Sunday, March 10, 2013

What I am Reading: Autumn 2013

My reading over the past summer has followed my play theme in the last issue: forever a topic close to my heart.

Peter Emmenegger in Nurturing the Playful Mind offers some ideas to help choose toys and materials that encourage children to learn about themselves as well as the world around them. He also offers some excellent tips for encouraging natural play. “Unstructured child’s play – the kind with no rules, few gizmos and little or no adult direction – packs a powerful developmental wallop.” 

The Curriculum of Play by John Taylor Gatto is a thoughtful rambling essay exploring the idea and characteristics of play and how it is essential to helping individuals develop a personal style they can call their own. Whatever else it is, play is freedom. It expresses a wordless joy at being alive.”

Can schools survive in the age of the web? This is the title of an interesting article by Tom Chatfield: He notes the rapid increase in online courses and opportunities but suggests that there is “something paradoxically conservative about most MOOCs (massive online open courses): recorded lectures, online tests, digital documents, and blue chip institutional endorsements.” Rather than “unbundling” traditional education and offering something truly innovative in education, “those looking for genuinely new kinds of skill and instruction are unlikely to find them in even the most articulate digital incarnations of a conventional apparatus.”

I am reminded sharply of the controversy beginning to surface in a very real way in the USA about the efficacy of cyber schools. Article after article point to misleading advertising, fudged figures and under-achieving students. Rehashing traditional methods of instruction into online formats aren’t producing the promised results. “A digital lecture is still a lecture; an online test is still a test.” What is touted as innovation isn’t really innovative unless it’s accompanied by a totally different perspective.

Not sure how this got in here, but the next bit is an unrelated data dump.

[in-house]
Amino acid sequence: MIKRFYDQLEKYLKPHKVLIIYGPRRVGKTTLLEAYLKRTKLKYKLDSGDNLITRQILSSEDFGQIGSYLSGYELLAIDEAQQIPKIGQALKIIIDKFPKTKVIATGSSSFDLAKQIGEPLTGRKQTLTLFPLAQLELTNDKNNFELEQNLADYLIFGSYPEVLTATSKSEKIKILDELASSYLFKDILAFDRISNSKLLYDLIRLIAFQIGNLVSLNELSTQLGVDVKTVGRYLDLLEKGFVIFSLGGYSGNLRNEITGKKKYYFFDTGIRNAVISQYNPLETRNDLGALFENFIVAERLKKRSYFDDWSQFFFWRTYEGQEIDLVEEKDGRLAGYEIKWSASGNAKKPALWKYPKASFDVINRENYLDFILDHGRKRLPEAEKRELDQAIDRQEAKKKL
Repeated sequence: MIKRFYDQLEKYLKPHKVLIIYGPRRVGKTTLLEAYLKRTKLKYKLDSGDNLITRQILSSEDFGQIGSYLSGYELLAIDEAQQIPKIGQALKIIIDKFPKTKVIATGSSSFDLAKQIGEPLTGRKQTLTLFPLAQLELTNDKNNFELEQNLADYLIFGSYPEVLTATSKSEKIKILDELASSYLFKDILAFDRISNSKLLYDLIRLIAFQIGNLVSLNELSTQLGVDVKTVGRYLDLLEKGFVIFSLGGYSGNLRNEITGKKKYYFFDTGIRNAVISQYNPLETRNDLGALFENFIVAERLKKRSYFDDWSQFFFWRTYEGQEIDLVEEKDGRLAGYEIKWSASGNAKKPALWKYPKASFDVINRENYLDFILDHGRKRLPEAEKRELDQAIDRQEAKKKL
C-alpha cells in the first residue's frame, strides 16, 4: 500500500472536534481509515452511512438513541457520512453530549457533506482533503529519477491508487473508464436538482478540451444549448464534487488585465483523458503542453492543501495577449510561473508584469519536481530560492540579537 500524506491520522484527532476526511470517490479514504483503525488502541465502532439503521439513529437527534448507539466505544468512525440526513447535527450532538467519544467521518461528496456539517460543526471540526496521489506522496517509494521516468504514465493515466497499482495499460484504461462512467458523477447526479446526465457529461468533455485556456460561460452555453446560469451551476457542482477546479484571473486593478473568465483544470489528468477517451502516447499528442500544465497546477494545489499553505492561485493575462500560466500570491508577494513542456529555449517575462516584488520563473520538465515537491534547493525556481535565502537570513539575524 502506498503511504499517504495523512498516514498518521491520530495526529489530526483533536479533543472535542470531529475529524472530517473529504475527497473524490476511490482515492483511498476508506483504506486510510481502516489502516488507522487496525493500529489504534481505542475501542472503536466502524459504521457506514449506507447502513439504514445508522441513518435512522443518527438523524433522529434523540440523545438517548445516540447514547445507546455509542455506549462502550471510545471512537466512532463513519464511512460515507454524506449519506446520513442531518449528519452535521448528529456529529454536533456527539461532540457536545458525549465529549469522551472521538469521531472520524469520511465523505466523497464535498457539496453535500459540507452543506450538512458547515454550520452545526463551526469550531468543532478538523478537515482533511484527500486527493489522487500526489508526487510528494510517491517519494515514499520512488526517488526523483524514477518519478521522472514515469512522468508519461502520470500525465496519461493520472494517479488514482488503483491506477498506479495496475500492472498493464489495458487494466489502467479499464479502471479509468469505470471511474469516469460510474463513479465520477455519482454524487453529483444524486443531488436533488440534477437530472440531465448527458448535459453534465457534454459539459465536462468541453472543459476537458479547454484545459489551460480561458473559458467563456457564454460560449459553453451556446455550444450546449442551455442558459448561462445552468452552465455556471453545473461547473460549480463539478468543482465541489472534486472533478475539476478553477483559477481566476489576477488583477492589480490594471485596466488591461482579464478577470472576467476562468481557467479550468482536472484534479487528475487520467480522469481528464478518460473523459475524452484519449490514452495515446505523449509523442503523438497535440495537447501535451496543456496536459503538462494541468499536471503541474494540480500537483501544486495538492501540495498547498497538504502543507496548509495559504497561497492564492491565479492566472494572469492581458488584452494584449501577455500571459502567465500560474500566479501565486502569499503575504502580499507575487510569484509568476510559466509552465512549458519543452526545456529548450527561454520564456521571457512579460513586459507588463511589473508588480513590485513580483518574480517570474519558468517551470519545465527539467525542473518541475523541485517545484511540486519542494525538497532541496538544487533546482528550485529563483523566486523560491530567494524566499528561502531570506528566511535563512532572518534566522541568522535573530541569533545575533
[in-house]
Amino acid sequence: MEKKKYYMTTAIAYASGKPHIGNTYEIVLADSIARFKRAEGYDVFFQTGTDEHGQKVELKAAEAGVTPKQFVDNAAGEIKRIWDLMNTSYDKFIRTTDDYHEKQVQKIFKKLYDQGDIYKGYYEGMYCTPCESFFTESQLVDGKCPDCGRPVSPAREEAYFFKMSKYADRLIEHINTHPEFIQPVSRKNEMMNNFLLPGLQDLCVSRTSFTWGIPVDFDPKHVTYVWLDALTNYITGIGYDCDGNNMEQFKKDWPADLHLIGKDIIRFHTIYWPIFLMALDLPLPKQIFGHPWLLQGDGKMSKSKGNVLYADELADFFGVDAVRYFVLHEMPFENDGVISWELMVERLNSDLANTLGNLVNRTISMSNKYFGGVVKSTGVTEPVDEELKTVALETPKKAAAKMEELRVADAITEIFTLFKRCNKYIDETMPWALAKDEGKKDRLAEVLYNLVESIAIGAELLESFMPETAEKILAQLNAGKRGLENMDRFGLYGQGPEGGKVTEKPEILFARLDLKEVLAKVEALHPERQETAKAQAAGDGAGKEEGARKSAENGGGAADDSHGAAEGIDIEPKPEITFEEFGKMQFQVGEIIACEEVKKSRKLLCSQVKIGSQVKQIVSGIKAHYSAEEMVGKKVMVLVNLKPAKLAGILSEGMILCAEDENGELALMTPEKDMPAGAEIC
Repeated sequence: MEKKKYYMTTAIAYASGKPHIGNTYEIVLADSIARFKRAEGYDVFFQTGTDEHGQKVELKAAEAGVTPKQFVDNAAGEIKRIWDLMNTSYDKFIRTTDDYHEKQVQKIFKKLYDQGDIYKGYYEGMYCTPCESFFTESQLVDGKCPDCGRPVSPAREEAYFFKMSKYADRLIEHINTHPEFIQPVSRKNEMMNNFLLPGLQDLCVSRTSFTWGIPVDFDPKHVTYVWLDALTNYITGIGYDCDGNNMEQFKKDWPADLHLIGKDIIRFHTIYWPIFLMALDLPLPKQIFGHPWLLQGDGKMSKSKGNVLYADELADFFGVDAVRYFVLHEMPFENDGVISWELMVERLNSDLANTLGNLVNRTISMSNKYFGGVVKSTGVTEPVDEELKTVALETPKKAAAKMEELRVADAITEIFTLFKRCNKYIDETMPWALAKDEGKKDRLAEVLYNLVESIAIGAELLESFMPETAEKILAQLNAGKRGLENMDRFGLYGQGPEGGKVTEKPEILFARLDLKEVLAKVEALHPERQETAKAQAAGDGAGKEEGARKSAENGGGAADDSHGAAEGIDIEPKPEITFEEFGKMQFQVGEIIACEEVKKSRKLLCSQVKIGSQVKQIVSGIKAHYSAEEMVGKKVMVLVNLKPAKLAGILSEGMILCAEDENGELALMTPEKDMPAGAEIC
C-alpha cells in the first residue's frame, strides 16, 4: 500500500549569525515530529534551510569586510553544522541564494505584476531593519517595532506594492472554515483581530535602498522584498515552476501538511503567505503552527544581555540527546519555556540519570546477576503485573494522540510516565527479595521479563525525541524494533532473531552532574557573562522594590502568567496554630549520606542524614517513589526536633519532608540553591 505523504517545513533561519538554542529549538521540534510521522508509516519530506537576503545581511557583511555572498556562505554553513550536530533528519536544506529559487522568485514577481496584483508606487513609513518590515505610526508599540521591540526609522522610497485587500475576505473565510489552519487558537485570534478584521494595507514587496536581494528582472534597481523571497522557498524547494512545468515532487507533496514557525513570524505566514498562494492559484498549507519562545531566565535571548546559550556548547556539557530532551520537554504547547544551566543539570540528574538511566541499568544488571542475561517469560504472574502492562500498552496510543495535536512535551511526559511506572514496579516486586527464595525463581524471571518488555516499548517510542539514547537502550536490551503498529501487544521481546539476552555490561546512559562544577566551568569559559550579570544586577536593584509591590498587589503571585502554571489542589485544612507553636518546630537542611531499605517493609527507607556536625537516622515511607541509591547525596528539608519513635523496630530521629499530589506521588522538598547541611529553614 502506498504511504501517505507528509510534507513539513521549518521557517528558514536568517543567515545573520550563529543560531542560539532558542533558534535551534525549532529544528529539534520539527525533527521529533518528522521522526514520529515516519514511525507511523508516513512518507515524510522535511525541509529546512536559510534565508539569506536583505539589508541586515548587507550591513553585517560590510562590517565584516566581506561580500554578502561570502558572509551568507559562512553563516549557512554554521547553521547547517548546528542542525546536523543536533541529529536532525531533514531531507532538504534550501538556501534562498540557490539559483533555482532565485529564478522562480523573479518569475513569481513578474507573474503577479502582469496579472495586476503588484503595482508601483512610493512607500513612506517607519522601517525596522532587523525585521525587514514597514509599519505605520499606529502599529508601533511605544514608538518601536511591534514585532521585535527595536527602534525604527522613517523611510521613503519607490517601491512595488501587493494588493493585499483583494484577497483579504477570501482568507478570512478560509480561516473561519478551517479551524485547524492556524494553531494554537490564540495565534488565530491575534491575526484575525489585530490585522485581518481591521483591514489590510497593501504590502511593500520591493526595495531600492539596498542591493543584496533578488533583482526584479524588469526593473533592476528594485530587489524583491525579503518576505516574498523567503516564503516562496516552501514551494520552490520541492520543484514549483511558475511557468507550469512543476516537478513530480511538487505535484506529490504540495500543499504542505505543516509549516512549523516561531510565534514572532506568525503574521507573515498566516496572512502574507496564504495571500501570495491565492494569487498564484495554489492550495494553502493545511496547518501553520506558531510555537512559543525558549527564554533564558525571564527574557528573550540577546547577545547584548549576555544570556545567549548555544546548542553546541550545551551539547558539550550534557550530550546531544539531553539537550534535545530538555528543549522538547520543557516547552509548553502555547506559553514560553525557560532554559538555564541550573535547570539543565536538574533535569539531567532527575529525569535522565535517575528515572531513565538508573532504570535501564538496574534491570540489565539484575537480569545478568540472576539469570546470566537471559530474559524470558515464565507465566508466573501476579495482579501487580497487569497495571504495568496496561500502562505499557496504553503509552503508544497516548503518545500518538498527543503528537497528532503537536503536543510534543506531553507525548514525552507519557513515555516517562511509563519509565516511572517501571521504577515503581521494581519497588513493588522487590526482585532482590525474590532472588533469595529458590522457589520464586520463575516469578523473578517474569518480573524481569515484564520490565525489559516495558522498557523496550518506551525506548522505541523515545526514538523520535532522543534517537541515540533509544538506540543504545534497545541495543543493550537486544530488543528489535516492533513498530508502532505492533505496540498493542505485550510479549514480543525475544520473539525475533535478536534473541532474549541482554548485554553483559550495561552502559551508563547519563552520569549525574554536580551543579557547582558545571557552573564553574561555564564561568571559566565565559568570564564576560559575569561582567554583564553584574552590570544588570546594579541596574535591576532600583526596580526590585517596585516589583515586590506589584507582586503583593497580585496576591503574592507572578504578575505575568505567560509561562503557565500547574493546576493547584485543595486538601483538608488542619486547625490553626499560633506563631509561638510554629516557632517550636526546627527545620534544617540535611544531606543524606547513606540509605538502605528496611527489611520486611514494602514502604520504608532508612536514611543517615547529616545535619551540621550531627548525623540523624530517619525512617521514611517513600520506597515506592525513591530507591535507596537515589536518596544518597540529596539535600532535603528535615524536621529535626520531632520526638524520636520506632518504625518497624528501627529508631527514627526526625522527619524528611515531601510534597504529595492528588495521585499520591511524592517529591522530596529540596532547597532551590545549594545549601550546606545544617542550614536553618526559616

There is hope for real learning to occur in the online world and it is happening every day. People are using the internet and world wide web to do what they want and need to do, driven by interest and passion and curiosity and supported by communities of like-minded people. This is the real innovation in education. Schools may survive but not as educational institutions: they will eventually be unmasked as elaborate and expensive child-care centres.

“Education itself demands rethinking in an age where helping people to help themselves is not so much an aspiration as a fact of the tools we use every day.”

School Refusal and Home Education by Allison Wray and Alan Thomas deals with a modern illness that didn’t exist until recently, school phobia.  Families studied turned to home education as a last resort but decide to continue after seeing their children thrive academically and socially. An important paper given the growing number of children schools are failing. I attended a discussion panel recently hosted by a metropolitan council titled ‘Is school the only option?’ It was refreshing to hear of the range of options available to high school students, yet I came away thinking that although there is recognition that schools are failing so many students, the options on offer are only helping a fraction of the children that need it. Home education is definitely picking up many of the rest. Parents need more support than the state is currently willing to offer, but perhaps we are gradually moving more in that direction.

Time has declined, free time to muse, think, ponder, reflect. Too much planned activity has filled up the time we used to have to simply wander and wonder. Our lives are dictated by the need to be doing something and the emphasis on simply being and experiencing is becoming lost. Schooling combined with the relentless emphasis on economic gain and more stuff in our lives is taking a heavy toll. Sad. New research suggests that school children are becoming less creative:

An important lesson for me (and most parents) is learning how to regain our sense of personal power, that which was conditioned out of us as children. This helps us still the impulse to control our children, thus robbing them of their ability to become fully independent. This article on Parenting for Social Change has some great tips:

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